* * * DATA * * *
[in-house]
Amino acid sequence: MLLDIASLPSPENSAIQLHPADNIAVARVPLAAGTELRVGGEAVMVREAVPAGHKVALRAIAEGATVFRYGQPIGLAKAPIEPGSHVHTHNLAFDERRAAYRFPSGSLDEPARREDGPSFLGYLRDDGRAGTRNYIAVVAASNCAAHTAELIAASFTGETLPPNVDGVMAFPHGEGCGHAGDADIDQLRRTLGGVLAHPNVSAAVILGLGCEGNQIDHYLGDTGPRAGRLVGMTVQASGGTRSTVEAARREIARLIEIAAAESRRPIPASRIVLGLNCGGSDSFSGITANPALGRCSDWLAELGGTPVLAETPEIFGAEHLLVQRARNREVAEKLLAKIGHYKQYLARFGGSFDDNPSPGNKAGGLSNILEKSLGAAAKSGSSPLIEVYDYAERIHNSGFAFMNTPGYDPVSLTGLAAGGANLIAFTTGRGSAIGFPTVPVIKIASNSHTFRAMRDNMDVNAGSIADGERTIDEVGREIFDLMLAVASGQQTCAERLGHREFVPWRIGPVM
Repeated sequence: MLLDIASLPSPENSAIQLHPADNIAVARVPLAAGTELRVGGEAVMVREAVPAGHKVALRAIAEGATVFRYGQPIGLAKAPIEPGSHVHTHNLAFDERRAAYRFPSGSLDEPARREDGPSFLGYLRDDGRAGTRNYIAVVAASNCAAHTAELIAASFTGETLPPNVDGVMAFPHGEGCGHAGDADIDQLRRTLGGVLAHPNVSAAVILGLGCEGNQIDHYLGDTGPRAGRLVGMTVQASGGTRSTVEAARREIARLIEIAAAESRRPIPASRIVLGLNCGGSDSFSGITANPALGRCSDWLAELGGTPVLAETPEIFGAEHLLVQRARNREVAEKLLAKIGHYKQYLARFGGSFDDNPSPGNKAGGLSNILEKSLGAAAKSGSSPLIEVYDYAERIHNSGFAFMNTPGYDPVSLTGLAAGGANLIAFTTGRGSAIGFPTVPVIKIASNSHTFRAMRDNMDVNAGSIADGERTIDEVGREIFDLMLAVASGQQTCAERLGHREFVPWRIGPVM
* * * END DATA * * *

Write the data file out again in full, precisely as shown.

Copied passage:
[in-house]
Amino acid sequence: MLLDIASLPSPENSAIQLHPADNIAVARVPLAAGTELRVGGEAVMVREAVPAGHKVALRAIAEGATVFRYGQPIGLAKAPIEPGSHVHTHNLAFDERRAAYRFPSGSLDEPARREDGPSFLGYLRDDGRAGTRNYIAVVAASNCAAHTAELIAASFTGETLPPNVDGVMAFPHGEGCGHAGDADIDQLRRTLGGVLAHPNVSAAVILGLGCEGNQIDHYLGDTGPRAGRLVGMTVQASGGTRSTVEAARREIARLIEIAAAESRRPIPASRIVLGLNCGGSDSFSGITANPALGRCSDWLAELGGTPVLAETPEIFGAEHLLVQRARNREVAEKLLAKIGHYKQYLARFGGSFDDNPSPGNKAGGLSNILEKSLGAAAKSGSSPLIEVYDYAERIHNSGFAFMNTPGYDPVSLTGLAAGGANLIAFTTGRGSAIGFPTVPVIKIASNSHTFRAMRDNMDVNAGSIADGERTIDEVGREIFDLMLAVASGQQTCAERLGHREFVPWRIGPVM
Repeated sequence: MLLDIASLPSPENSAIQLHPADNIAVARVPLAAGTELRVGGEAVMVREAVPAGHKVALRAIAEGATVFRYGQPIGLAKAPIEPGSHVHTHNLAFDERRAAYRFPSGSLDEPARREDGPSFLGYLRDDGRAGTRNYIAVVAASNCAAHTAELIAASFTGETLPPNVDGVMAFPHGEGCGHAGDADIDQLRRTLGGVLAHPNVSAAVILGLGCEGNQIDHYLGDTGPRAGRLVGMTVQASGGTRSTVEAARREIARLIEIAAAESRRPIPASRIVLGLNCGGSDSFSGITANPALGRCSDWLAELGGTPVLAETPEIFGAEHLLVQRARNREVAEKLLAKIGHYKQYLARFGGSFDDNPSPGNKAGGLSNILEKSLGAAAKSGSSPLIEVYDYAERIHNSGFAFMNTPGYDPVSLTGLAAGGANLIAFTTGRGSAIGFPTVPVIKIASNSHTFRAMRDNMDVNAGSIADGERTIDEVGREIFDLMLAVASGQQTCAERLGHREFVPWRIGPVM